Every day Poets & Writers Magazine scans the headlines—from publishing reports to academic announcements to literary dispatches—for all the news that creative writers need to know. Here are today's stories:
Award-winning fiction writer Rivka Galchen discusses the process of writing her latest book, Little Labors, a lyric essay on identity and motherhood. (Times of Israel)
A new exhibition at the Library of Congress called “America Reads” celebrates books by U.S. authors that have had a “profound effect on American life.” The sixty-five books in the exhibit were selected from a public survey of approximately 17,200 people, and include Kurt Vonnegut’s Slaughterhouse-Five, Harper Lee’s To Kill a Mockingbird, and Dr. Seuss’s The Cat in the Hat.
“The female writers…don’t much believe in heroes, which makes their kind of storytelling perhaps a better fit for these cynical times.” Terrence Rafferty considers today’s women crime fiction writers who excel in a genre once dominated by men. (Atlantic)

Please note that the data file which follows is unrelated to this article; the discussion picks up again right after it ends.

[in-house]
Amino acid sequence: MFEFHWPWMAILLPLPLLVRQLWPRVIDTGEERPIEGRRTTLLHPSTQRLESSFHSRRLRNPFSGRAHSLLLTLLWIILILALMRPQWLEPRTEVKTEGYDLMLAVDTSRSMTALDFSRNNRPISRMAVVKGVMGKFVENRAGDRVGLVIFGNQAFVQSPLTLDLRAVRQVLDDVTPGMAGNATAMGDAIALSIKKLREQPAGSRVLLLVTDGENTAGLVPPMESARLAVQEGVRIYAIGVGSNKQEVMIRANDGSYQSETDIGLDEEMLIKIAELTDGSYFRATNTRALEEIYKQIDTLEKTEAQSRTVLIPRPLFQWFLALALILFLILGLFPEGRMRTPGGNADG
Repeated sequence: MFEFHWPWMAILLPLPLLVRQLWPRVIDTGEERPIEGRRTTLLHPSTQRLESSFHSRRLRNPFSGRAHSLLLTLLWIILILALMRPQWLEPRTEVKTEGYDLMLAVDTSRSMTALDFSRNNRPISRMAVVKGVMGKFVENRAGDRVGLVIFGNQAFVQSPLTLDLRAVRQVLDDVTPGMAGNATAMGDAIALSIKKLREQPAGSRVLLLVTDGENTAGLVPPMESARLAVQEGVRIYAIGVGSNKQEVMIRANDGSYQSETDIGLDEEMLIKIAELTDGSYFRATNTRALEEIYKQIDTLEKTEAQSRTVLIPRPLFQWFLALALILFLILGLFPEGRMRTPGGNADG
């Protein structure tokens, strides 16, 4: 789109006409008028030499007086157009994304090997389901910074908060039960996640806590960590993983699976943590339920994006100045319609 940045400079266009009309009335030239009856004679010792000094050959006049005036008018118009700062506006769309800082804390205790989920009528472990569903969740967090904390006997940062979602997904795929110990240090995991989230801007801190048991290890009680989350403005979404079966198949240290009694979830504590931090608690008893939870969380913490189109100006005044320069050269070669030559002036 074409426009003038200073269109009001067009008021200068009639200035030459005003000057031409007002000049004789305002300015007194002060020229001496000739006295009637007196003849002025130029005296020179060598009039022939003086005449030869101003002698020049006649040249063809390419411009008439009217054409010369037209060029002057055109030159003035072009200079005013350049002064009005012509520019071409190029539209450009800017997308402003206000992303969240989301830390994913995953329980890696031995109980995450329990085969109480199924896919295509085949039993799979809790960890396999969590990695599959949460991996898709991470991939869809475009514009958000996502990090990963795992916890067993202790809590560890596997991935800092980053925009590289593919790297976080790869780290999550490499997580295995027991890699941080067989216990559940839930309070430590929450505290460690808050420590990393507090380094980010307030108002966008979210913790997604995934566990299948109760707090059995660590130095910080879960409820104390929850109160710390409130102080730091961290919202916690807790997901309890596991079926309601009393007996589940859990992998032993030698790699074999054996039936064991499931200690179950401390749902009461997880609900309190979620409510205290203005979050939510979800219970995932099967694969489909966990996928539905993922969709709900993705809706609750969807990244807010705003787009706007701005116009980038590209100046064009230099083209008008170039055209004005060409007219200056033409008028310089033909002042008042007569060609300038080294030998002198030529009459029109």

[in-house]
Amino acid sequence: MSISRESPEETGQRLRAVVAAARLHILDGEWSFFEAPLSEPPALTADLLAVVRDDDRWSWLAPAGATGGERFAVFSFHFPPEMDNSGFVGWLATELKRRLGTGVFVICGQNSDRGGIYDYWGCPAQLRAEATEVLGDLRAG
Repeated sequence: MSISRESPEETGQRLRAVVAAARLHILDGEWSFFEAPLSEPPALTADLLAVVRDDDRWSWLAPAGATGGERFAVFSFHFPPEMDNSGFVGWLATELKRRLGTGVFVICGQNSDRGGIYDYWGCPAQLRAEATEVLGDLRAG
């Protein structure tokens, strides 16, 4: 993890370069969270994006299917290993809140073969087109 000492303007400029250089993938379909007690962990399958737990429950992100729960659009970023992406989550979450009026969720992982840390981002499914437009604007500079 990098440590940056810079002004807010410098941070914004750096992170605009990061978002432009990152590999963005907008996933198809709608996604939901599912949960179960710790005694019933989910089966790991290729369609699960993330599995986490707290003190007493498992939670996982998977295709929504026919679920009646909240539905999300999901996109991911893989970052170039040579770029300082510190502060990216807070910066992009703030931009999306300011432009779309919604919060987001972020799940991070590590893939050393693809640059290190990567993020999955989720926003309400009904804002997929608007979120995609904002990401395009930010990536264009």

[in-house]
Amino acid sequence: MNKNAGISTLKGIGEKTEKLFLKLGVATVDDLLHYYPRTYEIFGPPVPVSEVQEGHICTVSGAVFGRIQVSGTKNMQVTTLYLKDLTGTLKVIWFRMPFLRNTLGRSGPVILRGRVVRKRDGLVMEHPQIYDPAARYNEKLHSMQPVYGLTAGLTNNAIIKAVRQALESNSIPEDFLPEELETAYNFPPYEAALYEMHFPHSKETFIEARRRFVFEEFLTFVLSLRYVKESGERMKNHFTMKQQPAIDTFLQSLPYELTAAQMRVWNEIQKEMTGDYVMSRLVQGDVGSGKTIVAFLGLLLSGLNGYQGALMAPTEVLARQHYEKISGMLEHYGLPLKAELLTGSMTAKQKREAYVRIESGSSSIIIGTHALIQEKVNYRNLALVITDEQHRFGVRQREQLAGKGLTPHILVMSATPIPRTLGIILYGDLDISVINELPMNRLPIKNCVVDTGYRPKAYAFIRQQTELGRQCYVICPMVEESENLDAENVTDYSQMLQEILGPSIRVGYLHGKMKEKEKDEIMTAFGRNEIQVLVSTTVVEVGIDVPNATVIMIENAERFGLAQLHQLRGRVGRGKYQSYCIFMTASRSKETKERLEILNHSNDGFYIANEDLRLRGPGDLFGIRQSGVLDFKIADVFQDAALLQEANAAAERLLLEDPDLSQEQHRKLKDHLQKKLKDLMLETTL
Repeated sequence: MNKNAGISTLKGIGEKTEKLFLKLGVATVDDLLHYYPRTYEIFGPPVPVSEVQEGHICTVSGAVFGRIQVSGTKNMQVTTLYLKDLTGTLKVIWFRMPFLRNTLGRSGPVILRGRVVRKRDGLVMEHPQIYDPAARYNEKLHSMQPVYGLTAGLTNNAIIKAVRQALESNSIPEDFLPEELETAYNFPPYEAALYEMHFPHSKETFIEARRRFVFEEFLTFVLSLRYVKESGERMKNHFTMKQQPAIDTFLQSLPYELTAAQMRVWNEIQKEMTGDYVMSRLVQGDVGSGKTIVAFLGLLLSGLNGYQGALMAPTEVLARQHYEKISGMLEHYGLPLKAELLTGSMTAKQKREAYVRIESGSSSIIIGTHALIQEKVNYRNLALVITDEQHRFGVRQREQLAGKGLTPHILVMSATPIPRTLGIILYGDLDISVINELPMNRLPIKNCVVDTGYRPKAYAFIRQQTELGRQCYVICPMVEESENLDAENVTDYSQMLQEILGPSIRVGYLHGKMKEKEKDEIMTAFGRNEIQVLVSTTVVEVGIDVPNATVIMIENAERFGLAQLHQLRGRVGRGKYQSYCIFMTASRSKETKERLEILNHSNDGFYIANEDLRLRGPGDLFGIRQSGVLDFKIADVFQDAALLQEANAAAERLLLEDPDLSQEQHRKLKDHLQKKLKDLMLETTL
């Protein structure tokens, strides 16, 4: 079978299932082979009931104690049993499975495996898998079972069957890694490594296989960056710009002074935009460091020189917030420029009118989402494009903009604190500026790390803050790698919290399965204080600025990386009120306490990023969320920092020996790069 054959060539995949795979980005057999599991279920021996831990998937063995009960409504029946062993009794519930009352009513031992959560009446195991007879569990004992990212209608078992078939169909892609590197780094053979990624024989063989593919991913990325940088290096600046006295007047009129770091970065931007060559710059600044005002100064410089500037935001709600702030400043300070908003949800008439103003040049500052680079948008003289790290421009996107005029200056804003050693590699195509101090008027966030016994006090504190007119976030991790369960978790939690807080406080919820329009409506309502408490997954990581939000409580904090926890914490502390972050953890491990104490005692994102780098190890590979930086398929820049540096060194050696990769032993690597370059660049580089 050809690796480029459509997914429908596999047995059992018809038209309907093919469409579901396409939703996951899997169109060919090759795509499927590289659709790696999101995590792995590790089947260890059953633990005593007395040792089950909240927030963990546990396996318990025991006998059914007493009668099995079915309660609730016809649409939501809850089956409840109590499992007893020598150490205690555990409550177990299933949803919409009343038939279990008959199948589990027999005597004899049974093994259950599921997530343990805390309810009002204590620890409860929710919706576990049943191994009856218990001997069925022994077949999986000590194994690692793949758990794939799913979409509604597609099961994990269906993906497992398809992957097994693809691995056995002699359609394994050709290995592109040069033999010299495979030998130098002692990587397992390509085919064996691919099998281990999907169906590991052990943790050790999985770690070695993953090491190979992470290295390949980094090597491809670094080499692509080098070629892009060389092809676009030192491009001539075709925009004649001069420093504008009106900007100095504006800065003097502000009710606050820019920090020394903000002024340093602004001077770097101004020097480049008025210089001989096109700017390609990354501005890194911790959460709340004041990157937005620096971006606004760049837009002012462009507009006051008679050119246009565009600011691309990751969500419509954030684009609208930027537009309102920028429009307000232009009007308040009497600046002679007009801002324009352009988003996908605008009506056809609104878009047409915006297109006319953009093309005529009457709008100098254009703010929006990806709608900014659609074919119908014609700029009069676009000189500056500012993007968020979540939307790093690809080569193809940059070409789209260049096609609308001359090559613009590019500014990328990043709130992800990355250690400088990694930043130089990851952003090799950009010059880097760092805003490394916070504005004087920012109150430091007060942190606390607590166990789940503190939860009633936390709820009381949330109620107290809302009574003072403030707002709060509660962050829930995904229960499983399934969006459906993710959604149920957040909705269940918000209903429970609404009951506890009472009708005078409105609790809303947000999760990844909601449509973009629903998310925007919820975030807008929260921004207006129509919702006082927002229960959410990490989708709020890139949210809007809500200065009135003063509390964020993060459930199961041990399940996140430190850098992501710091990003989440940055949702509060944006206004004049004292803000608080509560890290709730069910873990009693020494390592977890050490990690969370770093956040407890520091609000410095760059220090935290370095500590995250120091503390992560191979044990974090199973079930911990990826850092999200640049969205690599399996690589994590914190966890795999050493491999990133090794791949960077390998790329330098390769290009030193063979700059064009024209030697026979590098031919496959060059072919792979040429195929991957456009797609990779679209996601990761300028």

In related news, crime novelist Megan Abbott reflects on the influence of young adult thriller writer Lois Duncan, who died on June 15 at age eighty-two. Duncan was the author of more than fifty books, including the popular teen suspense novels I Know What You Did Last Summer and Killing Mr. Griffin. (Guardian)
At the New Republic, Alex Shepard voices concern over the possible closure of Barnes & Noble, arguing that it would be disastrous for publishers, authors, and readers alike. “In a world without Barnes & Noble, risk-averse publishers will double down on celebrity authors and surefire hits. Literary writers without proven sales records will have difficulty getting published, as will young, debut novelists.”
Novelist Ann Hood describes the therapeutic value of reading, and how it helped her cope with the deaths of both her brother and daughter. Norton will publish Hood’s new novel, The Book That Matters Most, in August. (Publishers Weekly)
Today’s as good as ever to celebrate how poetry informs visual art. Brazilian painter Rubens Ghenov’s recent abstract works are inspired by the philosophical texts and verse of late Spanish poet Angelico Morandá. If you haven’t heard of Morandá, you’re not alone—the poet is a fictional invention of Ghenov. (Hyperallergic)